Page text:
Engagement Needs Questions!

I just got back from the biggest convention in my community’s industry and had some great discussions with some really smart people. In trying to identify why weren’t getting the engagement we used to, we were having trouble pinpointing the reason. WE have a solid core of really great members in our community and tons of traffic. Over the weekend, we realized what the issue was. Our community doesn’t have enough challenges to sink their teeth into.

We, ControlBooth.com (we call it CB for short), have a HUGE body of established content that 70% of our traffic finds from Google Search on a daily basis and gets the answers they need, and then leaves. That’s fine. But our membership isn’t posting as much as they used to. What we need are new questions for our community to sink their teeth into. This is what I think is the core of our engagement issues. We don’t have enough questions to keep the community engaged.

One of my favorite distractions on the internet is Quora. A rare question and answer site that has a very high signal to noise ratio. I can go on there at any time of day and answer questions about camera gear, something I’m a subject matter expert in. It’s a release valve for my need to contribute my expertise to answer questions. This psychological phenomenon is what has made CB a success so far. People LOVE to be able to answer questions. Over the summer, I started to get emails from Quora staff, inviting me to join the Quora Partner Program. They want to pay me to ASK QUESTIONS. Up until last night, it really stuck in my craw that they would pay for questions and not for great answers. I get it now. At a certain point, a community of knowledge faces the problem that it’s harder to acquire questions than answers.

So, this is our challenge for the next year. How do we stimulate questions on ControlBooth for the community to answer?

Very interesting topic! I didn’t realize Quora offers a partner program to place questions in the community. Looking forward to learn if other communities have done something similar.

I really appreciate @richard_millington’s response. (https://www.feverbee.com/declining-engagement/) There is some really good advice in there. I’ve read the books and I’m still working on a system for segmenting our users to be able to send surveys and track the results over time. It’s a long term project. However, some of his advice was gear towards a company/brand community.

We are an industry community of knowledge. Just like most communities organized around an industry/hobby rather than a product or brand, there really isn’t an end to the questions that can be asked. I just have to figure out how to get them to ask more questions!

You can’t exhaust the questions in a particular industry because there are always new products coming out, updates to protocols, new tests, new standards, and new ideas and ways of doing things all the time. I just wonder how other communities handle this. At some point, do you feel like your community knowledge base is “comprehensive” and don’t know what else do to?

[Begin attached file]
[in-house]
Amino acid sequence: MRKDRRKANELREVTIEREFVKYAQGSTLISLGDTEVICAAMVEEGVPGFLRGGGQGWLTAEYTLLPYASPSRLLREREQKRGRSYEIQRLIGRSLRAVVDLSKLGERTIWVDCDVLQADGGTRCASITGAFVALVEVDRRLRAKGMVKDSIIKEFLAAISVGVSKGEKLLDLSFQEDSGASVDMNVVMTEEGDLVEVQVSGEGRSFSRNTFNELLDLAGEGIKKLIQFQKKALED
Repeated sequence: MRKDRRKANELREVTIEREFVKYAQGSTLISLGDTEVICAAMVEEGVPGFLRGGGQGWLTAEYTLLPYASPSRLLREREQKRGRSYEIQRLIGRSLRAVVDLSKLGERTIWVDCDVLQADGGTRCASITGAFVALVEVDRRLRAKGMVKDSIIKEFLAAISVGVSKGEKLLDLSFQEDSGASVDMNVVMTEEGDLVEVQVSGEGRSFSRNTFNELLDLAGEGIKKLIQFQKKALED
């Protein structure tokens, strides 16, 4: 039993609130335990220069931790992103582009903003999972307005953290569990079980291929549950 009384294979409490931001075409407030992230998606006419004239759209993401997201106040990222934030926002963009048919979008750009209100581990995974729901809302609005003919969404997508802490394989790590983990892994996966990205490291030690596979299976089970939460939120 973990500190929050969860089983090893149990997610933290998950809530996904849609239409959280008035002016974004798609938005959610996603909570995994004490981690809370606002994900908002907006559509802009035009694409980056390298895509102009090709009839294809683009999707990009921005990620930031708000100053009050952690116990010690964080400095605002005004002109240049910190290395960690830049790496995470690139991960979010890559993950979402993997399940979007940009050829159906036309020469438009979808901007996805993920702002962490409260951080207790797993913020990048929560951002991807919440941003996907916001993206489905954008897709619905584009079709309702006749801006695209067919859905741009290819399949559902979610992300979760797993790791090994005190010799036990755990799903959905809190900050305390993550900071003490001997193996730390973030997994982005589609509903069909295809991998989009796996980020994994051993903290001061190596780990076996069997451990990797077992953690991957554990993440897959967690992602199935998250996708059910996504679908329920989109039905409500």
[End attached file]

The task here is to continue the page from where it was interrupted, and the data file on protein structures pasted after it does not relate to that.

I can fully appreciate the niche and expertise we’ve carved out for ourselves. We are considered a highly reliable source of information about theatrical and live entertainment lighting because we have great community members AND we attract direct manufacturer support. °

The other reality is that we are supported by advertising. A drop in engagement means that it will be harder to attract funding. This is a small industry and competition for ad dollars is rough. If we keep declining, I’m not sure what I’m going to do. As it is, I’ve got advertisers asking for new opportunities to advertise, which is great at the moment. I’m concerned that I’m our traffic is going to die down and it will become harder to attract the attention and energy that the industry invests in our site.

So, I’m stumped. Not quite sure what we can do.

° (direct manufacturer support) We use a system we commissioned years ago, call the Keyword Alert System, that lets manufacturers set keywords that the system will alert them to if someone starts talking about the keywords in the community. We work with the manufacturers to treat ControlBooth as a support channel, alongside their phones, website, email, etc. We send hundreds of emails out to manufacturers every week, alerting them to conversations. I’ve spoken to the heads of technical support who have had the experience of getting the email, only to find out someone posted a correct solution seconds before they arrived! It’s a good feeling. They like it, we like that they are verifying the community’s solutions, and the people needing help have gotten a solid solution.
We also recommend using the keyword alert system as a Reputation Management System, for the rare occasion when a user is upset or dissatisfied with the company’s products, it gives them a chance to quickly swoop in and see how they can alleviate the situation. We had a guy complaining about an LED lighting fixture and the manufacturer was able to step in, get the guy to call him, walk him through updating the firmware, and figuring out that one fixture was bad and arranging a very quick replacement being sent. The guy who was so unhappy the day before came back and sang their praises on the forum.